Week in review

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Wafrica-wir

Doodle for Google Kenya

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Kenya-Independence-Day-Mutua-Matheka-wir

Having a parent from Tanzania and a parent from Kenya, I had two reasons to celebrate this week with both countries commemorating independence. The celebrations on the blog were visual – with photos taken by myself, in various parts of Tanzania and, beautiful visions of Nairobi from Mutua Matheka.

I would love to hear how all of you in, and from, Tanzania and Kenya marked your Uhuru and Jamhuri Days. I hope that they were opportunities for remembering, gratefulness, unity, solidarity and significantly, optimism. Mama Lucy, an inspiring change-maker in Tanzania, asks a poignant question: "What have we done within those years [since independence] for change?" 

It's so easy for us, as individuals, to reiterate this question and look towards our leaders for answers (that will probably not be very forthcoming!). But the question I would like to ask is: what are we each doing for ourselves, our communities and our countries? Individuals like Mama Lucy are proof that we each have the power to effect positive change in our communities. Let's start by imagining it …

Here is a round-up of all of last week's posts, in case you missed anything:

A huge thanks to you for taking the time to read and share comments, facebook appreciation and tweet love. Remember, you can also get updates via facebooktwitter and by subscribing to the Afri-love feed.

Feedback is incredibly useful to me so, please drop me a line with any comments, suggestions, ideas etc.

Next week, look out for:

  • Quote of the week
  • Inspiration from Senegalese artistic techniques
  • Afri-love on Etsy
  • Inspiration from South Africa with a Greek twist
  • More album art (There's so much inspiration to draw from that I'm making this a monthly installment)
  • TGIF! Mali meets Cuba
  • and more!

Have a fantastic week! Be proud, be inspired and be thankful.

 :)

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Images, starting 2nd from top: Illustration by Lulu Kitololo, from "5 Steps to Creative Independence"; Serge Mouange's Wafrica project; Chief Nyamweya doodling for Google Kenya; Zanzibar, Tanzania – photos by Lulu Kitololo; Nairobi, Kenya – photo by Mutua Matheka 

 

 

Inspired by Wafrica

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Imagined by Cameroonian-born, globe-trotting Interior Designer/Industrial Designer/Artist, Serge Mouange, Wafrica is a creative response to globalization. Beginning with two "ancient, strong and sophisticated identities," Japan and Africa, Wafrica seeks to show the positive opportunities presented by their interaction. Rather than homogenization and the forgetting or abandoning of identities, Mouange believes that the juxtaposition of different identities can form "a new and enlightened international consciousness."

Continue reading “Inspired by Wafrica”

Week in review

Week-in-review

S-G-Mpata-artwork

Hope you've all had a good last week of October. It's been another hectic one for me which means I haven't posted as much as I'd hoped. The horizon looks a little clearer so you can look forward to a variety of posts this week that will hopefully excite, inspire and provoke.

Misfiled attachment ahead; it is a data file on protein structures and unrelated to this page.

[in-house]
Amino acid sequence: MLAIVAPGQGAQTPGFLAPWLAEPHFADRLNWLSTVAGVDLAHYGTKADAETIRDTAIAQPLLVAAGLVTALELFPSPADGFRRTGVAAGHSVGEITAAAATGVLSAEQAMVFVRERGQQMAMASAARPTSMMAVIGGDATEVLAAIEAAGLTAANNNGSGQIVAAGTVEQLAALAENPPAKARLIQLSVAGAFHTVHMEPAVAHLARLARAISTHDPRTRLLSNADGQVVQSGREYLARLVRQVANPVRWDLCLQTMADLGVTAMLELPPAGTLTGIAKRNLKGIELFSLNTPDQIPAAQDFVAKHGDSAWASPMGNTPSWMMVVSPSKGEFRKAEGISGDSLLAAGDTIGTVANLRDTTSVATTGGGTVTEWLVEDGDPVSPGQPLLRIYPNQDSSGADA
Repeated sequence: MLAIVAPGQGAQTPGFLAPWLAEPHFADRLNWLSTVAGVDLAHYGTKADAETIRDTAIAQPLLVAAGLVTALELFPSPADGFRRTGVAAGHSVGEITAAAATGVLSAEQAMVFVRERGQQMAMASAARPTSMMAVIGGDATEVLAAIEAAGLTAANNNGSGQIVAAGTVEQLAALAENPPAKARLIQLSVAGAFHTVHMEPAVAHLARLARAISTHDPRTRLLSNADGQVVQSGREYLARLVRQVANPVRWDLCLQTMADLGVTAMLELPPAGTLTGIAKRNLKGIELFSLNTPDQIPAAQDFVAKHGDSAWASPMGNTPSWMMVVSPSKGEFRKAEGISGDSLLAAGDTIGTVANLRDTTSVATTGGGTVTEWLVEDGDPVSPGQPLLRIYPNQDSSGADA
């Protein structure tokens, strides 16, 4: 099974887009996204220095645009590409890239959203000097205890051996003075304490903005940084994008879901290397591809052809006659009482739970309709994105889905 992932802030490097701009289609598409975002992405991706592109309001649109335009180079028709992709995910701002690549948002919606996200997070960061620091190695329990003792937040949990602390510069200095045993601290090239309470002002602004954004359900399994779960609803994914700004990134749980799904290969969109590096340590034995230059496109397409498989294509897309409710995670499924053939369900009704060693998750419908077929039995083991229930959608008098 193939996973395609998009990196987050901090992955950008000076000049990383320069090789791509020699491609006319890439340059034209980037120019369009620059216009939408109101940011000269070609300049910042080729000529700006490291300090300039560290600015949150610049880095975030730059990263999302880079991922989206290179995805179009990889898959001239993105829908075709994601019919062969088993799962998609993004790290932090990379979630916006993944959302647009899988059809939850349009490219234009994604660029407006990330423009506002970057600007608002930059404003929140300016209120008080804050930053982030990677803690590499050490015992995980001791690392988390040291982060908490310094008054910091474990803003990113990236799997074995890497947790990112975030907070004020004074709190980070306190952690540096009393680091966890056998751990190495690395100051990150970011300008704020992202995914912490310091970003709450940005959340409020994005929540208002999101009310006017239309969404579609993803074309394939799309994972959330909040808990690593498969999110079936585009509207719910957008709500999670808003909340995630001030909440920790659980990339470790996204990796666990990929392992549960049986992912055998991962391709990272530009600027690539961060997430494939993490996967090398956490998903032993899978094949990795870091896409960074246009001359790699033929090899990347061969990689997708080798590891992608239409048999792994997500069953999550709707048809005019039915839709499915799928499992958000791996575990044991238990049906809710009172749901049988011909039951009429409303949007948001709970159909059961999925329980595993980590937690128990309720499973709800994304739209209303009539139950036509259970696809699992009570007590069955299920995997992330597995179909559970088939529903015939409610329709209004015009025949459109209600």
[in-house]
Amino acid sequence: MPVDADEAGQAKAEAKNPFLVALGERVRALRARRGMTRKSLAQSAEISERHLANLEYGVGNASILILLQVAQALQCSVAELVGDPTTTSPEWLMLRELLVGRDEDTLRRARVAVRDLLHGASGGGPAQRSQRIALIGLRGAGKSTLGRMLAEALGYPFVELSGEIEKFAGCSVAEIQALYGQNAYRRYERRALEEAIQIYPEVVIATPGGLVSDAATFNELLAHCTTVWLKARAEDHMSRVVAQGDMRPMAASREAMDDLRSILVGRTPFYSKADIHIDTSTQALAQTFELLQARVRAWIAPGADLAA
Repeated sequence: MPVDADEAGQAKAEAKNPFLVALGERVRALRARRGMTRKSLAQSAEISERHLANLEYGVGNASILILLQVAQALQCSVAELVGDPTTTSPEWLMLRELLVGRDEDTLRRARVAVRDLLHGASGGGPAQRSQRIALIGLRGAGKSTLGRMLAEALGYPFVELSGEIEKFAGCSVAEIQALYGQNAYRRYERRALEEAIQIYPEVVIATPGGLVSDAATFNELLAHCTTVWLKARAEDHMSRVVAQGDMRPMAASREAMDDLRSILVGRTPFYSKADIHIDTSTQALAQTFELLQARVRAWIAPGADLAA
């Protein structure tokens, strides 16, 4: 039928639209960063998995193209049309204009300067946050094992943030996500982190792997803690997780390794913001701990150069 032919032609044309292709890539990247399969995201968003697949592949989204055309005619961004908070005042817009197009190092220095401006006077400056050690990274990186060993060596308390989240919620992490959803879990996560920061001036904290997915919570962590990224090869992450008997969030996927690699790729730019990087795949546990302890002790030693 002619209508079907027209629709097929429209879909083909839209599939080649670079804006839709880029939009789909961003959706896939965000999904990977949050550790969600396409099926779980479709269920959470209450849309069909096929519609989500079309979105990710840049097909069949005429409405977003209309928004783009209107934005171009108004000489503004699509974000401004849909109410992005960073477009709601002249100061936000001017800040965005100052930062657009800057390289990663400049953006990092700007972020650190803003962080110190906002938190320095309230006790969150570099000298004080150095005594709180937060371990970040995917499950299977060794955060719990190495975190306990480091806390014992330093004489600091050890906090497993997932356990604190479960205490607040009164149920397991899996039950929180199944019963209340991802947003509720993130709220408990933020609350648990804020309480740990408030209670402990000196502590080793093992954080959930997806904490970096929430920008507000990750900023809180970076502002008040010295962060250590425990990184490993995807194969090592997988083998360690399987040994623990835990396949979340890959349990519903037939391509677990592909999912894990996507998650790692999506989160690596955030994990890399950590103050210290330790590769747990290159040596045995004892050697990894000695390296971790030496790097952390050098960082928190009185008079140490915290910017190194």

Here's a round-up of last week's posts, in case you missed anything:

A huge thanks to you for taking the time to read and share comments, facebook appreciation and tweet love. Remember, you can also get updates via facebooktwitter and by subscribing to the Afri-love feed.

Feedback is incredibly useful to me so, please drop me a line with any comments, suggestions, ideas etc.

Have a fantastic week! Be proud and be inspired.

 :)

2nd image from top: the work of S. G. Mpata

 

Inspired: S. G. Mpata and the meeting of art and architecture

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What do a Tanzanian artist and Japanese architecture have in common? The answer can be found in Kenya's Masai Mara game reserve, at the Mpata Safari Club.

The work of Tanzanian artist Simon George Mpata (1942- 1984) is celebrated worldwide and especially made an impact in Japan. In fact, in doing my research for this post, the majority of websites I found that mentioned him were Japanese! A Japanese magazine editor, who came across Mpata's work while in Kenya, was a key force in arranging for his work to be shown outside the continent and then later in 1992, establishing the Mpata Safari Club. Designed by Edward Suzuki, the five star lodge is an homage to the artist, keeping his spirit alive.

Mpata-Safari-Club

Mpata's style of painting is often referred to as Tinga Tinga, named after his half-brother Edward Tingatinga, who first began to paint in the style. I've come across a book about his work, Urban Primitivism, but again, all information seems to be in Japanese! Anyone with any idea of how to access an English version, or any further information about it that's in English – please do share.

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Images at top found on Sotokoto.net. Mpata lodge images from the Elle.com.hk (top) and Mpata Safari Club website. Bottom left image found here